gear2.png As of October 5, 2023, NIH no longer requires the use of the single DMS cost line item. NIH recognizes that DMS costs may be requested in many cost categories.

What Tools & Resources Are Available to Me?

The NIH has provided many FAQs and Supplements to the new policy as well as resources on planning and Budgeting for Data Management and Sharing, Data Management, and Sharing Scientific Data.  Penn State has also formed a committee that will provide researchers with guidance on the new policy. Read this Penn State News article for more information. If you are aware of other resources, please complete this form so that they can be added to the list below. 

Need support with data management plans, data documentation, and data sharing and preservation? The Data Learning Center Data Management Support Team within the Penn State University Libraries also offers resources and tools for creating data management plans as well as sharing data.  

Need support with determining the appropriate data storage option for during your research project?

Additionally, when determining where to store data during a project, Penn State offers tools for determining information classification levels and storage options available: 

Need support with high-performance computing? 



In addition to the resources provided above, the following presentations give an overview of the policy, available support, and how to create a data management plan. 

Frequently Asked Questions

NIH provides Guidance about allowable costs. There are currently no budget caps on cost. Costs are requested as seperate line item with accompanying justification. 

As of October 5, 2023, NIH no longer requires the use of the single DMS cost line item. NIH recognizes that DMS costs may be requested in many cost categories.

Shared scientific data should be made accessible as soon as possible, and no later than the time of an associated publication, or the end of performance period, whichever comes first. See NIH's 2023 Data Sharing FAQs for more information.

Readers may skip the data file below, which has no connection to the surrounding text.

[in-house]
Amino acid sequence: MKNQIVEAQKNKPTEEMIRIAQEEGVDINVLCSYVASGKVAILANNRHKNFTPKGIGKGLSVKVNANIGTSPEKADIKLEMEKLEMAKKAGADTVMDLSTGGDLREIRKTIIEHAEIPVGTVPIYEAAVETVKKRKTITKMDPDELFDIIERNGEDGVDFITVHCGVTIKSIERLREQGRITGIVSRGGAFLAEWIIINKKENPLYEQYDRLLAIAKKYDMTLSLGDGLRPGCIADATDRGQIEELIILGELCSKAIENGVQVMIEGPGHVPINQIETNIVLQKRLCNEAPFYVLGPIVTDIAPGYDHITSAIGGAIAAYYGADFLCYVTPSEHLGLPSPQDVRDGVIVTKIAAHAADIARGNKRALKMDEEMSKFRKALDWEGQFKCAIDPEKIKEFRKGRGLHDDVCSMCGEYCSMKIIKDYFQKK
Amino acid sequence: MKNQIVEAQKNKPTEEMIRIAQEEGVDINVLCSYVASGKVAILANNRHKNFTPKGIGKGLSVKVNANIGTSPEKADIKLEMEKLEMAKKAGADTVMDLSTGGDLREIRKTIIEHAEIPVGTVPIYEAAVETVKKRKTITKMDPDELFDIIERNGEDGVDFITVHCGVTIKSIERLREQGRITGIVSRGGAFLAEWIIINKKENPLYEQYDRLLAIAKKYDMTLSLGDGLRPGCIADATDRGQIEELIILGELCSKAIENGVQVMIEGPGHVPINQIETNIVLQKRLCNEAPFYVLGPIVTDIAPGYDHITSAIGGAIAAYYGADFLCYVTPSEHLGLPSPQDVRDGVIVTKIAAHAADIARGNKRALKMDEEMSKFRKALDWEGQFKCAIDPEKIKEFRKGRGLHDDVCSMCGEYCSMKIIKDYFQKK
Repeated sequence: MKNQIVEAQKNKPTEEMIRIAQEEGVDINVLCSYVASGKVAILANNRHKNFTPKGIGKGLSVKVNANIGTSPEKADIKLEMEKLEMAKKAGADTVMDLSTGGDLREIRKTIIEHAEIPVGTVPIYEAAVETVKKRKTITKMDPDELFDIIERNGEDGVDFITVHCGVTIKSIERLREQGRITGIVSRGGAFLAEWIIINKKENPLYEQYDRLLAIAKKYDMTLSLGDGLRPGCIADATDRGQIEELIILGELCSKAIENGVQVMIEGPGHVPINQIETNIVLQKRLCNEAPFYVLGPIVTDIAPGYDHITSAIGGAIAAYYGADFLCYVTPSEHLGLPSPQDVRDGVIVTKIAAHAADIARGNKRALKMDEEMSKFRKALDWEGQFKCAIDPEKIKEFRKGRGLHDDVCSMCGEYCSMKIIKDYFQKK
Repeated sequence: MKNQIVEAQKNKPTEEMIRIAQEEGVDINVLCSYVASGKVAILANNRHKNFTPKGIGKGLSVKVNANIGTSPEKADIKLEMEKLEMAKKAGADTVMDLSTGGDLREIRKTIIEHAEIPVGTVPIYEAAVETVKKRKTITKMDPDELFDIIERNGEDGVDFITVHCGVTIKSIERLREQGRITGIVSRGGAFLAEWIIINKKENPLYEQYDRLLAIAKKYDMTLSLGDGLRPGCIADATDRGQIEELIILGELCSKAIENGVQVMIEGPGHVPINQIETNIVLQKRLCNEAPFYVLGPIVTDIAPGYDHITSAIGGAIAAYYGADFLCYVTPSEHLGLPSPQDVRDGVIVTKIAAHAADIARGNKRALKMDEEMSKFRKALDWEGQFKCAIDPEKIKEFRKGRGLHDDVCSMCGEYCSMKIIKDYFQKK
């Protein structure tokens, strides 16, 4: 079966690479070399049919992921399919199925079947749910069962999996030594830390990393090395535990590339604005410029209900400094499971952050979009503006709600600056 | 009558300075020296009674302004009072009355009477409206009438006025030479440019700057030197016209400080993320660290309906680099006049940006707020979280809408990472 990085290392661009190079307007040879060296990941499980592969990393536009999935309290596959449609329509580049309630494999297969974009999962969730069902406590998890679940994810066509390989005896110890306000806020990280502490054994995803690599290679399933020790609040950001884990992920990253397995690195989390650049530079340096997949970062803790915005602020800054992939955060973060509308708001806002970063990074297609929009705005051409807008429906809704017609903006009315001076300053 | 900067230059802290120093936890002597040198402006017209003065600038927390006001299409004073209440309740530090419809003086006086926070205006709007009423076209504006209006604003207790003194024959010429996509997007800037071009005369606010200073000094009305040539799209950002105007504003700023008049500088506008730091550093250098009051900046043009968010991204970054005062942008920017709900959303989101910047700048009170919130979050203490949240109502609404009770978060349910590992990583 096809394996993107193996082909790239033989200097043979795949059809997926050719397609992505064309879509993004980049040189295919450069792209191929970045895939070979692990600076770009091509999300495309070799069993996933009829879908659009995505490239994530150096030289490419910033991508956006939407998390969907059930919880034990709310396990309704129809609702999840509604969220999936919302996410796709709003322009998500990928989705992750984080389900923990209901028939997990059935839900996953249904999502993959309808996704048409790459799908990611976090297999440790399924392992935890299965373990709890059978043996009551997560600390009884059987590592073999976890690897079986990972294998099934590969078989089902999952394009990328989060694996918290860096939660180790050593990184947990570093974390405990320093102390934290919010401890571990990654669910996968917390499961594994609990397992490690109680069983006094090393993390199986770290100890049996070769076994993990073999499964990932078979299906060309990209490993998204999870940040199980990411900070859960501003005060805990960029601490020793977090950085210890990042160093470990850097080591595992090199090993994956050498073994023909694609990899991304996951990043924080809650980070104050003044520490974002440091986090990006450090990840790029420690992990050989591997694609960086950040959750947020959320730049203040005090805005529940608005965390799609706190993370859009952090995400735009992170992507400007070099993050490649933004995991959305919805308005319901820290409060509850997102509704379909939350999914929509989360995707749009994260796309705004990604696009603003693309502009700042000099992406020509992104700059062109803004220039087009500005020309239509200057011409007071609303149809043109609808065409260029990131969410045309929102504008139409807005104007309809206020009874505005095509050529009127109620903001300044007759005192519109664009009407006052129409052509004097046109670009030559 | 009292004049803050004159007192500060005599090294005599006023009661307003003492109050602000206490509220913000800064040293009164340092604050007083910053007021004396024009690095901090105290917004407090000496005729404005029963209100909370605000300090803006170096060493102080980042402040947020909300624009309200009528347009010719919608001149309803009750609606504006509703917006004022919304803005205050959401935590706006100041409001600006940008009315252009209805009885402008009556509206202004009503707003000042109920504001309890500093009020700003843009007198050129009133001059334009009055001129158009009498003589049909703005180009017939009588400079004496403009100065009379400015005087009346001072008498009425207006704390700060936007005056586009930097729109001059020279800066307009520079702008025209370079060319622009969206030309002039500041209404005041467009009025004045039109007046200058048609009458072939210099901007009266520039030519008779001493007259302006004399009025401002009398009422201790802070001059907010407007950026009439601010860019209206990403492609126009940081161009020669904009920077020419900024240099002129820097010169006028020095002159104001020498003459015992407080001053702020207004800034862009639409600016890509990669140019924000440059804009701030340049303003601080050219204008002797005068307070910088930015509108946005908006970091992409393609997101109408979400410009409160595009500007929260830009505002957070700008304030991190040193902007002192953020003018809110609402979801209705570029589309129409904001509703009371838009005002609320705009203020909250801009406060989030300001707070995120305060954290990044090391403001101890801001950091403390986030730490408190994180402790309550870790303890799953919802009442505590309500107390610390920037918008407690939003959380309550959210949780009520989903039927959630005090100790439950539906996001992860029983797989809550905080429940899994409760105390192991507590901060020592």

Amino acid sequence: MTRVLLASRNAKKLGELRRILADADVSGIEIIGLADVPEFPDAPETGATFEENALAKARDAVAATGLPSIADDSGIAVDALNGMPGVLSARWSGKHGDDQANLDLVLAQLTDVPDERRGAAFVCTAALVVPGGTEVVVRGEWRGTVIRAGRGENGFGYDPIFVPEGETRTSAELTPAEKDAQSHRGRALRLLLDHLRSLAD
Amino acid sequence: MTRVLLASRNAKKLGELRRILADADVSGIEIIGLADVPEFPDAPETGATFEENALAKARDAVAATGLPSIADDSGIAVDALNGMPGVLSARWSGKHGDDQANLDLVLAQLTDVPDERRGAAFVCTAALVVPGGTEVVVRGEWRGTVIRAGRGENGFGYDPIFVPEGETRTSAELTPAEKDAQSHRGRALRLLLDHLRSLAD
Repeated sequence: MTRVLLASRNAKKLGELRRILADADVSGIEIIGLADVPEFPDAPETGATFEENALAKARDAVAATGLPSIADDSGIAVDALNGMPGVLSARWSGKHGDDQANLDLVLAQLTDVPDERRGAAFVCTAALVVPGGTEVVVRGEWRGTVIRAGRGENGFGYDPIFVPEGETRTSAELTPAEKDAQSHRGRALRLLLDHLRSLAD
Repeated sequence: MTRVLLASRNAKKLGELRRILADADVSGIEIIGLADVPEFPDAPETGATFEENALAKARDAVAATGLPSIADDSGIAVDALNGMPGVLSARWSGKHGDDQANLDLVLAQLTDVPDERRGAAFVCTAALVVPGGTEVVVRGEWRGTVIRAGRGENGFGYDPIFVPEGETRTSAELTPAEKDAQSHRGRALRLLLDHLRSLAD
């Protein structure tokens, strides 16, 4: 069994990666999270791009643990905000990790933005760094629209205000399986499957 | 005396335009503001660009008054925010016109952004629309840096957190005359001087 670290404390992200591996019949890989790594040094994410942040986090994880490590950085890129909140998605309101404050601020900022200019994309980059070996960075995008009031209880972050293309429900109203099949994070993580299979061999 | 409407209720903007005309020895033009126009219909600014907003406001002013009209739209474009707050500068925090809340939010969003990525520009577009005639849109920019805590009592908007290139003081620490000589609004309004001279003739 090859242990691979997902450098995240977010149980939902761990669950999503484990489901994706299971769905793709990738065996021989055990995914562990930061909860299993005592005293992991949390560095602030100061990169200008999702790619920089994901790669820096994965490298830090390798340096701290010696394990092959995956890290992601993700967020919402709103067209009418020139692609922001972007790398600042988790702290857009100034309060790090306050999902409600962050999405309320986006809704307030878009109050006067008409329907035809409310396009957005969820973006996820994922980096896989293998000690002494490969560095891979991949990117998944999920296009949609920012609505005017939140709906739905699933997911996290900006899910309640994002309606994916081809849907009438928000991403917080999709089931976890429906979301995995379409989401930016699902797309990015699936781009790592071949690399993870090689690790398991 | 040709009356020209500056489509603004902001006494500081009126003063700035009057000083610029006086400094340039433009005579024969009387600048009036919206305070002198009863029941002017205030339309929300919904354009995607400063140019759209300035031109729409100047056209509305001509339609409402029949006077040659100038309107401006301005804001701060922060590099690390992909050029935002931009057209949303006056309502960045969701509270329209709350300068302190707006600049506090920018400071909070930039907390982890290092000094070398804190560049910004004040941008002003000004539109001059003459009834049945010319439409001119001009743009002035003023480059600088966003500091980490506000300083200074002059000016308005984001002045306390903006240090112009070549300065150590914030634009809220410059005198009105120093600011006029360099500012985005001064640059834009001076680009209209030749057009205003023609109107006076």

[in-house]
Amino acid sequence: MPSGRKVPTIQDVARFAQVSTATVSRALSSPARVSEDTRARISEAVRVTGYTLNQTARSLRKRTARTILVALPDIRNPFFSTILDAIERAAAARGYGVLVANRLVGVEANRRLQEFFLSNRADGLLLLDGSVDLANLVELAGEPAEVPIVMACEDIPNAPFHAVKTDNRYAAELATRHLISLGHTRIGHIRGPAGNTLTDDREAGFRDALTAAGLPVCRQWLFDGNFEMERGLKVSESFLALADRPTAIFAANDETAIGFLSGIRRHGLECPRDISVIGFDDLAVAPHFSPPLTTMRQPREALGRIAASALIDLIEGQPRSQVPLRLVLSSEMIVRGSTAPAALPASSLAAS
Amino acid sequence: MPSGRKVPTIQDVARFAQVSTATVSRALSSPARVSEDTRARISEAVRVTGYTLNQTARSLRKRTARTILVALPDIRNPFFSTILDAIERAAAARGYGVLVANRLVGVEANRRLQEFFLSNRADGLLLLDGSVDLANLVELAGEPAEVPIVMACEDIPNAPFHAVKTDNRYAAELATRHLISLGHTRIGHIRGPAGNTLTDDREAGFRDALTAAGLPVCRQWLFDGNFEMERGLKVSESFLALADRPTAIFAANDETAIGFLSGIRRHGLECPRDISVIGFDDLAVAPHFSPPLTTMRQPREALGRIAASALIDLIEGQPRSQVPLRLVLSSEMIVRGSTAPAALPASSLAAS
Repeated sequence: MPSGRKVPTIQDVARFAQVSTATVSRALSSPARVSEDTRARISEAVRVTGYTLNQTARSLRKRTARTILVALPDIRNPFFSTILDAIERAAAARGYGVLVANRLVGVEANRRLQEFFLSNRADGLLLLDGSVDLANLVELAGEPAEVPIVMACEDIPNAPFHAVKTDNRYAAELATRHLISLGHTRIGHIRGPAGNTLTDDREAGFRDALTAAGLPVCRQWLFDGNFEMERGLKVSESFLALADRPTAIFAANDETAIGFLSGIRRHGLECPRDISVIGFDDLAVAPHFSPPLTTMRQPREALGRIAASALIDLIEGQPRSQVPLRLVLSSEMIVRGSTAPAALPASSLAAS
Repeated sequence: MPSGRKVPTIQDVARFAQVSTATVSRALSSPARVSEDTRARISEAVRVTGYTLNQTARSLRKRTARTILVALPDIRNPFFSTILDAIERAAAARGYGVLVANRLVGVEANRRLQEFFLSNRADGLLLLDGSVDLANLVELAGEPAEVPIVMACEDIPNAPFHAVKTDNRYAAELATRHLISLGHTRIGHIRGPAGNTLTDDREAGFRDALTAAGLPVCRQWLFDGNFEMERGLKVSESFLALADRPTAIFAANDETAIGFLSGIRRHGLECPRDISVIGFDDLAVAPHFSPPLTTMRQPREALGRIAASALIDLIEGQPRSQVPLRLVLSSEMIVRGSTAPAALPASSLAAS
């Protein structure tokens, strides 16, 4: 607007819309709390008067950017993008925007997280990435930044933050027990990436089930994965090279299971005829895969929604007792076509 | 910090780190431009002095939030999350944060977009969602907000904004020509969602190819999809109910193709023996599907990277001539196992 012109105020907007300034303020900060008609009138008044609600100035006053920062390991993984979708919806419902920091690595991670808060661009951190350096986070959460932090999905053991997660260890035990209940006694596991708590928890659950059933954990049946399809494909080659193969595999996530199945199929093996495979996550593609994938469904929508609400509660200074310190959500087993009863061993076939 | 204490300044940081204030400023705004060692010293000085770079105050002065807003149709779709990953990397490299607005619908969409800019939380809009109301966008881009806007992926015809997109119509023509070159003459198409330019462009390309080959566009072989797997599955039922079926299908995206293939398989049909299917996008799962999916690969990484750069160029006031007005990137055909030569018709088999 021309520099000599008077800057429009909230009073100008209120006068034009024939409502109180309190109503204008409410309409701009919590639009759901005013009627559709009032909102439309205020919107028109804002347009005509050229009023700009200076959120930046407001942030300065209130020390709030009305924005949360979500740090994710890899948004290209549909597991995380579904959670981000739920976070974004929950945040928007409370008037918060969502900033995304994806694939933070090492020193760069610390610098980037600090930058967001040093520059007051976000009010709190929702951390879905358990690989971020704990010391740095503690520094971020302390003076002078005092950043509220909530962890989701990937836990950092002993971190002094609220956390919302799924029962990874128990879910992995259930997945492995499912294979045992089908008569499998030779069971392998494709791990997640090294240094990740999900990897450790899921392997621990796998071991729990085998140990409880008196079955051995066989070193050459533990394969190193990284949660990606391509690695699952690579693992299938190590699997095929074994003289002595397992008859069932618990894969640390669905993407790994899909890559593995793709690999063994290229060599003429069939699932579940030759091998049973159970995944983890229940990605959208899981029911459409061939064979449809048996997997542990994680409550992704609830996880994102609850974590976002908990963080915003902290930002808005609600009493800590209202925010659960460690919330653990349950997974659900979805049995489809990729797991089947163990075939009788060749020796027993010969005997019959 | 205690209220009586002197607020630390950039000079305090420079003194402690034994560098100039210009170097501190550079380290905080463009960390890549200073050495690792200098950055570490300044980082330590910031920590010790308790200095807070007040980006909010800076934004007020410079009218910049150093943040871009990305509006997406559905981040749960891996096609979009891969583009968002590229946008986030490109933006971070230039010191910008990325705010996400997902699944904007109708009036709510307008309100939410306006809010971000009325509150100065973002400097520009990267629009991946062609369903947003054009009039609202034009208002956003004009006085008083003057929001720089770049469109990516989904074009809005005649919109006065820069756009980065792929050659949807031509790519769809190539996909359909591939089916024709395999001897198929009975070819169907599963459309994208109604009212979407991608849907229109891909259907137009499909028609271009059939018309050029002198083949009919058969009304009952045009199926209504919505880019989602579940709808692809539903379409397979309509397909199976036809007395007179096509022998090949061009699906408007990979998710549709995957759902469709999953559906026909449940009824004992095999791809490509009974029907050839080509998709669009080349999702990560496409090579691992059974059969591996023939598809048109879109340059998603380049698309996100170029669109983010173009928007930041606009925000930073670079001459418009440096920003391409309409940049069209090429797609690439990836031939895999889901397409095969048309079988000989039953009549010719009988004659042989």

NIH acknowledges that certain factors (i.e., ethical, legal, or technical) may necessitate limiting sharing to some extent. Foreseeable limitations should be described when drafting DMS plans. A compelling rationale for limiting scientific data sharing should be provided and will be assessed by NIH. See NIH's 2023 Date Sharing FAQ page for justifiable reasons to limit sharing. 

See exceptions above.

The DMS Plan will likely be submitted prior to IRB during the proposal submission process. IRB is aware of the NIH DMS Policy. Data management activities outlined in the IRB Study Protocol should align with what is written in the DMS Plan that is submitted to NIH.

This is a known service gap at PSU. Researchers can budget for this as an allowable cost if their lab/group are not able to perform deidentification.

No. Only applies to new proposals going forward.

Element 6, “oversight,” of the DMS Plan should describe how the Principal Investigator (PI) and/or CO-Is will monitor and manage the DMS Plan. This section should not list the Office of Sponsored Programs or Office of Research Affairs. PIs are the stewards of the scientific data that is generated as a part of their sponsored research. This means that the PI is responsible for the oversight of the data management and sharing plan, and the implementation of said plans, for their research projects. 

Oversight of DMS Plans includes:

  • Awareness of the elements listed in the DMS Plan
  • Sharing the DMS Plan with study team members
  • Ensuring that data management and sharing activities follow what is listed in the DMS Plan
  • Modification of DMS Plans if data management and sharing activities change throughout the duration of the project (e.g., a different data repository will be used than what is listed, there are new limitations on what data can be shared, etc.).
  • Working with authorized institutional officials (e.g., your grants and contracts office) to submit DMS Plan modifications to have them reapproved by NIH Program Officers.

The current policy is from 2003. See more information here. Toggle between applications before/after Jan 25th 2023 to compare.